Joy Behar criticized Vice President Mike Pence’s faith a few weeks ago on an episode of the View. Behar said, “It’s one thing to talk to Jesus. It’s another thing when Jesus talks to you….that’s called mental illness.”

That brings up an interesting discussion.

Is obeying commandments apart of the Christian life? Sure, there is a matter of holiness and obedience.
Is Christianity about faith in things you cannot see. Yes, absolutely. The Bible says that we live by faith not by sight.

So what is Christianity? How do we explain Christianity? Where do we start? Is it with the commandments or the spiritual aspect?

Neither.

Christianity is not a discipline or a philosophy.
We do not start with a step but we start with a person. This person did not bring a set of rules or a way of life. He brought a solution.

People are natural rebels, giving them more rules only provides more rules to break or shows them to be greater rebels.

People are natural hypocrites, giving them a worldview only provides one more worldview to put into our kaleidoscope of trending philosophies.

The answer is Jesus who fulfills the law for rebels and sends his Spirit to the hypocrites.

The Bible contains stories, songs, rules, prophecy, etc., but all point to Jesus Christ. Like Paul says to the Corinthians, “For I passed on to you as most important what I also received: that Christ died for our sins according to the Scriptures, that He was buried, that He was raised on the third day according to the Scriptures…” 1 Corinthians 15:3-4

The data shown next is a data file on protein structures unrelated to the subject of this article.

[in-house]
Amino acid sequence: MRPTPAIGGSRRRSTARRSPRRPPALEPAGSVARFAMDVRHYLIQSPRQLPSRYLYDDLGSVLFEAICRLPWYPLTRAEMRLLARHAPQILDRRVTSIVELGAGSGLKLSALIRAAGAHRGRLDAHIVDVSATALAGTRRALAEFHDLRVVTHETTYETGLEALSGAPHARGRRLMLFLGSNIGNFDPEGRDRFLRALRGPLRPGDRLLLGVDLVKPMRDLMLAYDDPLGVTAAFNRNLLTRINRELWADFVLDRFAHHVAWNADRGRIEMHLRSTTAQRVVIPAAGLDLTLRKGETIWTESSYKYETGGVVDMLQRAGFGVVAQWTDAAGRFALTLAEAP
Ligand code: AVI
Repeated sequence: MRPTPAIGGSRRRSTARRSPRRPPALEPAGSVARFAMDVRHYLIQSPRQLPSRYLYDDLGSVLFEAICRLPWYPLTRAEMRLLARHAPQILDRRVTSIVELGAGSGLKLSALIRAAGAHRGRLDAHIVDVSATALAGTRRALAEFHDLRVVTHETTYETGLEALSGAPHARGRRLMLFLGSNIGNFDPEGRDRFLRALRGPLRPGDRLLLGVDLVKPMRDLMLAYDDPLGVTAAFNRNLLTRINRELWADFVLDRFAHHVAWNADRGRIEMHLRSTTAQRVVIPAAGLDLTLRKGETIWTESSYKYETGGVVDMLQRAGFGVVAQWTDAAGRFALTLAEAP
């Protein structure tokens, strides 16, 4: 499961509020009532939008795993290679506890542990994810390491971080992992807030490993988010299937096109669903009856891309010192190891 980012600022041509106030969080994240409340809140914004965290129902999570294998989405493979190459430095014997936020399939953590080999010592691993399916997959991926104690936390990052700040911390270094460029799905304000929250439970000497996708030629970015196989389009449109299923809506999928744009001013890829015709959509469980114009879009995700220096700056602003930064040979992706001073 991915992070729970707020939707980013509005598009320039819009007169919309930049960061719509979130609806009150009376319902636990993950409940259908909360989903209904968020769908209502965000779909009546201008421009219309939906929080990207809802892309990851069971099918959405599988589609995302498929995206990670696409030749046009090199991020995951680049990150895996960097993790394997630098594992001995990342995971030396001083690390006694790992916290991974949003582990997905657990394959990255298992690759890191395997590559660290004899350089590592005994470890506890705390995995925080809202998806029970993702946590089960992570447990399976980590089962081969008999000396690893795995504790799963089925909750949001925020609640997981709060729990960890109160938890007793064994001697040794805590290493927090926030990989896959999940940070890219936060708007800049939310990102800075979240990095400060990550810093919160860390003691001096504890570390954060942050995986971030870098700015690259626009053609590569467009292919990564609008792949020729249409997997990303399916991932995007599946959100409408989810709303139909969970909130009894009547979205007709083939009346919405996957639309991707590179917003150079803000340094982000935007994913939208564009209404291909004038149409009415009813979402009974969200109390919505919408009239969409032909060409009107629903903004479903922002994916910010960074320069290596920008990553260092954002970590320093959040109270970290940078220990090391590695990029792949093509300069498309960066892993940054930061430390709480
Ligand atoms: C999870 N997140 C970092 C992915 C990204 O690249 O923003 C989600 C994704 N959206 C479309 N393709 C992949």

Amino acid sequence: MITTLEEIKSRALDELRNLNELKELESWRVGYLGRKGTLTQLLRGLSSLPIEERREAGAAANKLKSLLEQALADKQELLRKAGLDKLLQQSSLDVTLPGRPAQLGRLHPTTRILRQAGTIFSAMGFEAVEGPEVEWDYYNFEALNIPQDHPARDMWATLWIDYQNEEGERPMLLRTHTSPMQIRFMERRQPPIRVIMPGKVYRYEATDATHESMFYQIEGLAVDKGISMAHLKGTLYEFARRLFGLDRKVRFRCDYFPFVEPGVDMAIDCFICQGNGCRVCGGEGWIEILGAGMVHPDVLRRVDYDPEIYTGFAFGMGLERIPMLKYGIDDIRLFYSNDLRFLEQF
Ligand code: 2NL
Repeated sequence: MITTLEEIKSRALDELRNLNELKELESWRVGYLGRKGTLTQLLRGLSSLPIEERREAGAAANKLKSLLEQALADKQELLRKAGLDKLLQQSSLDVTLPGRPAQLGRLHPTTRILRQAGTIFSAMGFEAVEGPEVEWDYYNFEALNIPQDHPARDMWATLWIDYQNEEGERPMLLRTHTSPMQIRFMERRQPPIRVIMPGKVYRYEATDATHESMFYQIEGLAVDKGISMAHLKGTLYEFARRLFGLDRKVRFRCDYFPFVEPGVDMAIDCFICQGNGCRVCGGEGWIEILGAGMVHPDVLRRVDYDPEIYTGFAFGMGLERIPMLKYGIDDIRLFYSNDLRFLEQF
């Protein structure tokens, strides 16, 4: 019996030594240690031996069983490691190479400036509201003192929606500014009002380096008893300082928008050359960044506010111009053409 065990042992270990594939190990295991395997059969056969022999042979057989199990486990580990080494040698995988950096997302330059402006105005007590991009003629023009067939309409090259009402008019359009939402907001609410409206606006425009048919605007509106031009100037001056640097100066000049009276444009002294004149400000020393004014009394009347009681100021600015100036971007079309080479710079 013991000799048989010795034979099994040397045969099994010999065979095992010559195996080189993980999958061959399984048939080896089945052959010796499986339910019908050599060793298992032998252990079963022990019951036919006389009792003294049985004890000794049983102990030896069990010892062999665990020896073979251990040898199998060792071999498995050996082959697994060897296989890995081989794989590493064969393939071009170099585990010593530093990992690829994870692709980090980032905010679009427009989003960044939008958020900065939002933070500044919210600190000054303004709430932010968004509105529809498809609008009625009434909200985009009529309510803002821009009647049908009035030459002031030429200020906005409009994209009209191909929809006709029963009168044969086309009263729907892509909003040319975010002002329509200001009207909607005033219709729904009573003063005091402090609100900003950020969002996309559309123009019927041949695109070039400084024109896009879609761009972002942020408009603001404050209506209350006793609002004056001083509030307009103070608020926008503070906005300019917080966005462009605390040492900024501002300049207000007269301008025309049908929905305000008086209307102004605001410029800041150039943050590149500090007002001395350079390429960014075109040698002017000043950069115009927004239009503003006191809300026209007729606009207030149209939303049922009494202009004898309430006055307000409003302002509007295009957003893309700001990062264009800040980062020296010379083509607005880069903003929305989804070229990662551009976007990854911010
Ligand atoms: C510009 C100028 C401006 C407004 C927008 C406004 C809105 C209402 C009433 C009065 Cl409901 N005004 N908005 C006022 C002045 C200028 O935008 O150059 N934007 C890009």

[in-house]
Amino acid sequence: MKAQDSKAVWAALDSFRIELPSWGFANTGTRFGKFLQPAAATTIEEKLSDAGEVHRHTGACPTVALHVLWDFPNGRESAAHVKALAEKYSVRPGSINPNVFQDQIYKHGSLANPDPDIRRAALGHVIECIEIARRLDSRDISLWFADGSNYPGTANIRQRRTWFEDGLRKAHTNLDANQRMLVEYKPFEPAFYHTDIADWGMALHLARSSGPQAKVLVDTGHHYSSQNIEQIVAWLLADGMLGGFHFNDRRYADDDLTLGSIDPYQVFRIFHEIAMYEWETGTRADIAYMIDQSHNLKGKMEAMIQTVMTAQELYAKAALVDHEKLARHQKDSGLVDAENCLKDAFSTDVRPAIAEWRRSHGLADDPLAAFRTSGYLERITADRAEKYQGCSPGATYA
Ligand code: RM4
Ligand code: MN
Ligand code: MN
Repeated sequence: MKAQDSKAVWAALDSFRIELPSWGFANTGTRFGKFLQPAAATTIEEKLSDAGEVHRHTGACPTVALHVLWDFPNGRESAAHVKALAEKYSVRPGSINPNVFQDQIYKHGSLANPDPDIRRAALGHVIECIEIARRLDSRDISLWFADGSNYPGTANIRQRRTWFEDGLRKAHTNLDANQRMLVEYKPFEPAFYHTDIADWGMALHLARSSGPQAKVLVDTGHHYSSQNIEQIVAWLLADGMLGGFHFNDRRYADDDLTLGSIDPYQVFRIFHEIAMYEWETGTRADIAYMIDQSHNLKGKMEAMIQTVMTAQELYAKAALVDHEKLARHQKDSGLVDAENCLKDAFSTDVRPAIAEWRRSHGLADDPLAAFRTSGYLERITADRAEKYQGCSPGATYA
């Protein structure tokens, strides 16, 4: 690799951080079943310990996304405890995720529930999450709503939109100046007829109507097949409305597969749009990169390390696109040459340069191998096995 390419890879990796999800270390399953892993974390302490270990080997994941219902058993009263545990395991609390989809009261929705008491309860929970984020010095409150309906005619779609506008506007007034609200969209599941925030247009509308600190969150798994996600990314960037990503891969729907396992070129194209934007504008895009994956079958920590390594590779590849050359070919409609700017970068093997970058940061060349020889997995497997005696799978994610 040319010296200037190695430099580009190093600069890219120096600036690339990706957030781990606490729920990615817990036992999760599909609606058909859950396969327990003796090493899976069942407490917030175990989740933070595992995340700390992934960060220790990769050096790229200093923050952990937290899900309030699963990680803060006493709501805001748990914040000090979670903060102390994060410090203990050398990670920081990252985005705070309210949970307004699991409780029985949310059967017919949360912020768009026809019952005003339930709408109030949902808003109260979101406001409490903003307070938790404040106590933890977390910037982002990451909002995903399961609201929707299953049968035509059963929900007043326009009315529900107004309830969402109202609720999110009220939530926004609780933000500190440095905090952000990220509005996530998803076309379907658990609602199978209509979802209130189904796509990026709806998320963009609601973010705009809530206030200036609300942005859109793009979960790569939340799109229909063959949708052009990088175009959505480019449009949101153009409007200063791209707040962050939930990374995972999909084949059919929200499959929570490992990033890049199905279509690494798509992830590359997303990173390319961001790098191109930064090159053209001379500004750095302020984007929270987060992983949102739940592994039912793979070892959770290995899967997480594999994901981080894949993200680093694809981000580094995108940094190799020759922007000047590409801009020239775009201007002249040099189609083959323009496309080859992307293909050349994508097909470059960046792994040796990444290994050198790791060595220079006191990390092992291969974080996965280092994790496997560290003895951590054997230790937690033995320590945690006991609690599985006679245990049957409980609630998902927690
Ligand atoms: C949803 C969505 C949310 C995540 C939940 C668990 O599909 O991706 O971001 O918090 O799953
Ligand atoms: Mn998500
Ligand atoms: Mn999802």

Did you notice the multiple mentions of “according to the Scriptures”? Jesus would also say that all the Law and Prophets spoke of me.

Jesus is what separates Christianity from other religions. The leaders of Judaism, Islam, Buddhism, etc., will say that “I can show you the way.” Jesus says, “that I am the Way.” – John 14:6.

Christianity is the following of Jesus. So, how do you follow Jesus?

First, we do so by the word. By “word” I mean, we consume the Word of God. The Bible. It is his primary revelation to us.
In short, everything we need to know to walk with God is found in Scripture.

Prayer is the other primary means.

And now the hot topic. Do we alone talk to God or does God speak to us? This is what Joy Behar criticized Mike Pence for, hearing from God.

Are we crazy, or in Behar’s terms, “mentally ill” to hear from Jesus?

Full discretion, I have never heard an audible voice from God. I have never spoken in tongues.

However, I have had moments, brief encounters, with God where I was either encouraged or in awe because of communication between God and myself.

When I say encouraged, I do not mean that I needed a little pat on the back, I mean that as a Husband or Father at a point in life I did not know how to move forward and before I could even blink, God “told” me that everything was going to be alright.

When I say I was in “awe”, I mean that I felt God’s presence so mightily I was scared not only that his holiness would engulf me but that its might would bring the building down.

It can be just as simple as when I go to my devotional time, a truth is so stunning that I can’t continue reading for something has overwhelmed my mind and heart. God is revealing a truth about himself.

Other times, God uses other people to confirm something in my life. God is “telling” me to push forward.